Amidst an environmental crisis, environmental activist group Extinction Rebellion is calling for the cancellation of London Fashion Week. But what would cancelling London Fashion Week really achieve, and how would it affect independent designers not participating in mass production?
The fashion industry is one of the biggest polluters impacting our planet right now, and it is not looking good. There is an endless cycle of clothes ending up in landfills annually (over a million tonnes of which are from the U.K. alone), the industry produces around 10 percent of the global greenhouse emissions, and chemical dyes polluting water produce about 20 percent of water waste yearly. This industry is predicted to grow by 63 percent by 2030, and the textile industry is expected to produce 25 percent of all carbon emissions by 2050.
The Swedish Fashion Council cancelled the upcoming Stockholm Fashion Week, and Extinction Rebellion demands the British Fashion Council do the same. By planning creative disruptive actions throughout the event, with a funeral commemorating the loss of life due to climate change, the organisation hopes to bring our awareness to just how harmful the fashion industry is. A number of companies within the industry are also taking a stand to boycott LFW in various ways—London-based fashion magazine Bricks, as an example, decided not to cover LFW this year.
Here is the thing, though, London Fashion Week is a platform that showcases a number of independent and emerging talent, many of whom don’t even have the means to mass-produce if they wanted to (then we would be having an entirely different conversation). Many designers each year advocate awareness for sustainability and choose to use recycled fabrics and environmentally friendly textiles. That is not to say that LFW only supports independent designers, with big companies like Burberry participating who are far from being sustainable, but the real evil is the fast fashion industry.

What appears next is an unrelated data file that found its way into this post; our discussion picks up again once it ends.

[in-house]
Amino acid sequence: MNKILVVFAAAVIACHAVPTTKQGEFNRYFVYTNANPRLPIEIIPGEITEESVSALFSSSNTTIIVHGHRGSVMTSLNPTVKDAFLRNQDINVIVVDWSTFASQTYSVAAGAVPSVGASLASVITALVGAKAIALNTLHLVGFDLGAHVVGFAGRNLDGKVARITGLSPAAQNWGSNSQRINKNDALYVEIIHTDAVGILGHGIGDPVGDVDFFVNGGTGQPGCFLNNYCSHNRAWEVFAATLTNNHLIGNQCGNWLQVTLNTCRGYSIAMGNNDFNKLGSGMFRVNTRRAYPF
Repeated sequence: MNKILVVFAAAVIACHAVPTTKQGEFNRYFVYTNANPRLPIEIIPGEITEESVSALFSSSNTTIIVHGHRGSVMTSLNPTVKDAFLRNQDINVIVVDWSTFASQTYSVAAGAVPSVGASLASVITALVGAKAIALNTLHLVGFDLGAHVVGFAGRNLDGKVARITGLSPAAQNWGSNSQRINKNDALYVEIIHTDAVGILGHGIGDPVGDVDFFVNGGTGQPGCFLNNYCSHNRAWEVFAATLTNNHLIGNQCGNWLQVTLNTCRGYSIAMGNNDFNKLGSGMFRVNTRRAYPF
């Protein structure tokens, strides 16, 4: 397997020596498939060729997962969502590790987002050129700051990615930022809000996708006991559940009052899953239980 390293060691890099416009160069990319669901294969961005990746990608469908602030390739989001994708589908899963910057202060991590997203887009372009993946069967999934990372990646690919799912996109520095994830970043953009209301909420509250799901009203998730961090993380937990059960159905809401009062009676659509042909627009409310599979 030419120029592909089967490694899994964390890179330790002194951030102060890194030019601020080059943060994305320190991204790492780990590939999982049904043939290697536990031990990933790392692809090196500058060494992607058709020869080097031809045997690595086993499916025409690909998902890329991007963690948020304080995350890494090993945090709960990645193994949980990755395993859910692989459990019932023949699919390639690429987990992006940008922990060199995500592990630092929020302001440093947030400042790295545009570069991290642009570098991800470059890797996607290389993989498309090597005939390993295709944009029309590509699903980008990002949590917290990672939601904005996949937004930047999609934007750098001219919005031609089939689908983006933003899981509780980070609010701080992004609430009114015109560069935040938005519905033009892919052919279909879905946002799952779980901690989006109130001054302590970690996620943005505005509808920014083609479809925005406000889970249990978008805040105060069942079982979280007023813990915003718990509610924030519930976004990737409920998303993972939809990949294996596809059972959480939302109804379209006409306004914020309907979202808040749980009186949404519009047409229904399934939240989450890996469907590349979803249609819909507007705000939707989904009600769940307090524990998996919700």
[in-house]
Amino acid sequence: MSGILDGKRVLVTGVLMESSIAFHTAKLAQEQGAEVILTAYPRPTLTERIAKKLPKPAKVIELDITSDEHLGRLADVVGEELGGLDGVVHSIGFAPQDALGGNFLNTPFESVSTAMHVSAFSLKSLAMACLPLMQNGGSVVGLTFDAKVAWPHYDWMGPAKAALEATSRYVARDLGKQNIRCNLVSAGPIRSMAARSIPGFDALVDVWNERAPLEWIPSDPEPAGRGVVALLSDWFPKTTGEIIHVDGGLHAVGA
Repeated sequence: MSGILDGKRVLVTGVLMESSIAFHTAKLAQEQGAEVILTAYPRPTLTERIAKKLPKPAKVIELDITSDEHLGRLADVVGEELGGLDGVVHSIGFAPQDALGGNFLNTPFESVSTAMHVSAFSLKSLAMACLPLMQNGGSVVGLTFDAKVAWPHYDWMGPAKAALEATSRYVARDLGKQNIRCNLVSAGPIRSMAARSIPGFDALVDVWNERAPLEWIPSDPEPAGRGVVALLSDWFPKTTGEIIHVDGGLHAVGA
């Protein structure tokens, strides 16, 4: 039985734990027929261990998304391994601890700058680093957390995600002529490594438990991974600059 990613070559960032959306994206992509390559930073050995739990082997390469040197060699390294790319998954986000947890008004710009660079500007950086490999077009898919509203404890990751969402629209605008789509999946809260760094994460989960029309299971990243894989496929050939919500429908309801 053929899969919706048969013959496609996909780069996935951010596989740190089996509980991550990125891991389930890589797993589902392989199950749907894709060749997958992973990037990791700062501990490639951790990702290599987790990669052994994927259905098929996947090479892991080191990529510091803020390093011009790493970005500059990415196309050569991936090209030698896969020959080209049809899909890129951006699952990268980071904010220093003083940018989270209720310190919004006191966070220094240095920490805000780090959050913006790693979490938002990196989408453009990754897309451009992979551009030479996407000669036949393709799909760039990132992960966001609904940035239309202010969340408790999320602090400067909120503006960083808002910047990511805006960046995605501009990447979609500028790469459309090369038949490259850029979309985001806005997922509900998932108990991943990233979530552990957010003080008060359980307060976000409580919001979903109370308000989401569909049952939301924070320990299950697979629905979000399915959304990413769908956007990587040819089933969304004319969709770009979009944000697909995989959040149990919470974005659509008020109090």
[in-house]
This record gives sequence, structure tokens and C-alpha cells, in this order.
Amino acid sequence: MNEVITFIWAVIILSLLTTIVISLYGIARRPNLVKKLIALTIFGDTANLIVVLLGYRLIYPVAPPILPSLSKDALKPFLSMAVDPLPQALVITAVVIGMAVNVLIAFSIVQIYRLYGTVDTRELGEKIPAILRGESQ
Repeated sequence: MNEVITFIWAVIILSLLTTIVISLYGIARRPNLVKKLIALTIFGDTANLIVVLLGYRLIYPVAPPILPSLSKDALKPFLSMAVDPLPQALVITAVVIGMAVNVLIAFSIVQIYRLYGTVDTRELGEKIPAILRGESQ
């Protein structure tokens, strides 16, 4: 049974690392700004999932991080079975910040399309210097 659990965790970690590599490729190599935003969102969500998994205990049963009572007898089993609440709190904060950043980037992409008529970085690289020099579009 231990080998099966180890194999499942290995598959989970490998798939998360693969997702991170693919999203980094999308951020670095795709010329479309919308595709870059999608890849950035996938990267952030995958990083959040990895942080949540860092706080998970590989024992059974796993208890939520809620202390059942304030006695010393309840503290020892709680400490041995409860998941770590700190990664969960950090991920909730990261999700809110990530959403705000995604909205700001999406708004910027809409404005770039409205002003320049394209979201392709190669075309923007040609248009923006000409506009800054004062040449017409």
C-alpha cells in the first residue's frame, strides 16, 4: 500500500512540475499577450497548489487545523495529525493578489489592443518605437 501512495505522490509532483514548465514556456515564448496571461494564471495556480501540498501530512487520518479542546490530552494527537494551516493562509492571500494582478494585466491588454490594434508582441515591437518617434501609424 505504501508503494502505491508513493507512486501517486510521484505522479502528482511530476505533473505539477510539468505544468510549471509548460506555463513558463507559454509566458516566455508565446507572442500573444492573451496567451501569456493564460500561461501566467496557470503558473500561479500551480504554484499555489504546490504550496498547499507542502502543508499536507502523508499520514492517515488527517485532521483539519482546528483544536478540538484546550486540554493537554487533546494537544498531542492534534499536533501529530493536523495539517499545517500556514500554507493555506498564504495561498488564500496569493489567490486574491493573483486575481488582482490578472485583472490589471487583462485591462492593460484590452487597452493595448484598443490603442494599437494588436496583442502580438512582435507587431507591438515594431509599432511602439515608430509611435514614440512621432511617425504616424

It is, of course, important to note that without high end fashion, fast fashion would never exist in the first place. Emerging in the 90s, fast fashion promotes rapid and mass production of cheap clothing to meet the most recent fashion trends. These fashion trends are inspired by high end fashion designers and most independent designers, and it is understandable why people choose to purchase fast fashion. In the real world, who can actually afford to splash out hundreds or thousands of pounds per clothing item? It is so unrealistic and exclusive. Plus, in the age of Instagram culture, where everybody feels they have to show off how stylish they are to their followers, overconsumption is inevitable.
By all means, this needs to change. We do engage in constant, mindless consumption, and so many of us already have more clothing than we need. But fast fashion brands don’t showcase their work during LFW—independent designers do. So is it fair to punish them by taking away their platform? Fashion is a form of art, and LFW is equivalent to Frieze Art Fair or the Venice Biennale of fashion. Many designers showcasing at LFW have worked incredibly hard to get where they are, and we simply cannot take this away from them.